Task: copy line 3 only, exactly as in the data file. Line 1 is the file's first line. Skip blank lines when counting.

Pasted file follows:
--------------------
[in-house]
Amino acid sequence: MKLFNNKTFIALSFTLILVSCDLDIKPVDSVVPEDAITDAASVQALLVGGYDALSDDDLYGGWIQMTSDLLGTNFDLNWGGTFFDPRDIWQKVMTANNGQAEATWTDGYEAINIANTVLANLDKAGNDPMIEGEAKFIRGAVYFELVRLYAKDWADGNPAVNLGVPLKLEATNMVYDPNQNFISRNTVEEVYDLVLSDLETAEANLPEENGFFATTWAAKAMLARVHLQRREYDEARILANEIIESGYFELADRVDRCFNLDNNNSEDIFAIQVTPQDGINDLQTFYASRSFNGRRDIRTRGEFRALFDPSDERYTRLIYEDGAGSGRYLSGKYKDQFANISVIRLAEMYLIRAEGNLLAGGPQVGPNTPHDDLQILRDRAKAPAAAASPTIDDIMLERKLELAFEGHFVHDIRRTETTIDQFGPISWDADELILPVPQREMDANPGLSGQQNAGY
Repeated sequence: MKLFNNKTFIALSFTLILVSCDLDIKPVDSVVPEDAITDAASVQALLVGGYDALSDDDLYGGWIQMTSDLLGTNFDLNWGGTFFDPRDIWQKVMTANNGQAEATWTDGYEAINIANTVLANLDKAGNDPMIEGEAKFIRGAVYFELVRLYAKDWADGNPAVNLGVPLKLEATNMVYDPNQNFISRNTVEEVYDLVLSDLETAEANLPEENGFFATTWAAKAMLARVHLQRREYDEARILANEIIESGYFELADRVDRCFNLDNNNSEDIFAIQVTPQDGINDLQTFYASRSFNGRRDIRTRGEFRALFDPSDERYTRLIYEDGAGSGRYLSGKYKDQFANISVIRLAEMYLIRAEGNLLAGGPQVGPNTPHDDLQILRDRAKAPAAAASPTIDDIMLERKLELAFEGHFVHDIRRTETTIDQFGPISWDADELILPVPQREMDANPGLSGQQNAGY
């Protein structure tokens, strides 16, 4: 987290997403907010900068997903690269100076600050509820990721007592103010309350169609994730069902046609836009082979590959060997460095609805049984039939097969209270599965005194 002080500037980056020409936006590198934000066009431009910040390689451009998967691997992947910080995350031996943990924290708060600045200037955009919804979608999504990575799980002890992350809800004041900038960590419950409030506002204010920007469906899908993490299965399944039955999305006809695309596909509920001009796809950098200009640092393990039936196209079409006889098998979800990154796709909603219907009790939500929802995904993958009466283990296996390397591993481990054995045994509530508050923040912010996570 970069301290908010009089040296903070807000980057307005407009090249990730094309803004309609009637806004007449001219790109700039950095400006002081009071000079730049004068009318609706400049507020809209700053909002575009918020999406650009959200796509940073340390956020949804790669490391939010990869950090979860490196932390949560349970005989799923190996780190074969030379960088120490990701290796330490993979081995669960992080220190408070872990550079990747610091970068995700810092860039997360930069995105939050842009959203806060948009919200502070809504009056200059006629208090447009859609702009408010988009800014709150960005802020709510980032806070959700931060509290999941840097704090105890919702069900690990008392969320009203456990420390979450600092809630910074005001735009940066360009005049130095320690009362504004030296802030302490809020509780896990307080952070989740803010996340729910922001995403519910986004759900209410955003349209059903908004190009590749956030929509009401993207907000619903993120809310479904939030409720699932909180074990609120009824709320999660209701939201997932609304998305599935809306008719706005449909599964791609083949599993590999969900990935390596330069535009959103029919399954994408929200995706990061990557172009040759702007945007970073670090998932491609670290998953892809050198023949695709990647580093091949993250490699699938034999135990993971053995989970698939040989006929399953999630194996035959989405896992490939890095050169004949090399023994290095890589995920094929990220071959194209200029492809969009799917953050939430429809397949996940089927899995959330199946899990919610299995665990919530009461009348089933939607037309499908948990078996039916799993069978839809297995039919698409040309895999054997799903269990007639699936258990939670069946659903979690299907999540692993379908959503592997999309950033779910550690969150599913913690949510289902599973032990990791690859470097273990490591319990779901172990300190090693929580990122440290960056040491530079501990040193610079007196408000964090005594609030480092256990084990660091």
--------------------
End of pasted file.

Repeated sequence: MKLFNNKTFIALSFTLILVSCDLDIKPVDSVVPEDAITDAASVQALLVGGYDALSDDDLYGGWIQMTSDLLGTNFDLNWGGTFFDPRDIWQKVMTANNGQAEATWTDGYEAINIANTVLANLDKAGNDPMIEGEAKFIRGAVYFELVRLYAKDWADGNPAVNLGVPLKLEATNMVYDPNQNFISRNTVEEVYDLVLSDLETAEANLPEENGFFATTWAAKAMLARVHLQRREYDEARILANEIIESGYFELADRVDRCFNLDNNNSEDIFAIQVTPQDGINDLQTFYASRSFNGRRDIRTRGEFRALFDPSDERYTRLIYEDGAGSGRYLSGKYKDQFANISVIRLAEMYLIRAEGNLLAGGPQVGPNTPHDDLQILRDRAKAPAAAASPTIDDIMLERKLELAFEGHFVHDIRRTETTIDQFGPISWDADELILPVPQREMDANPGLSGQQNAGY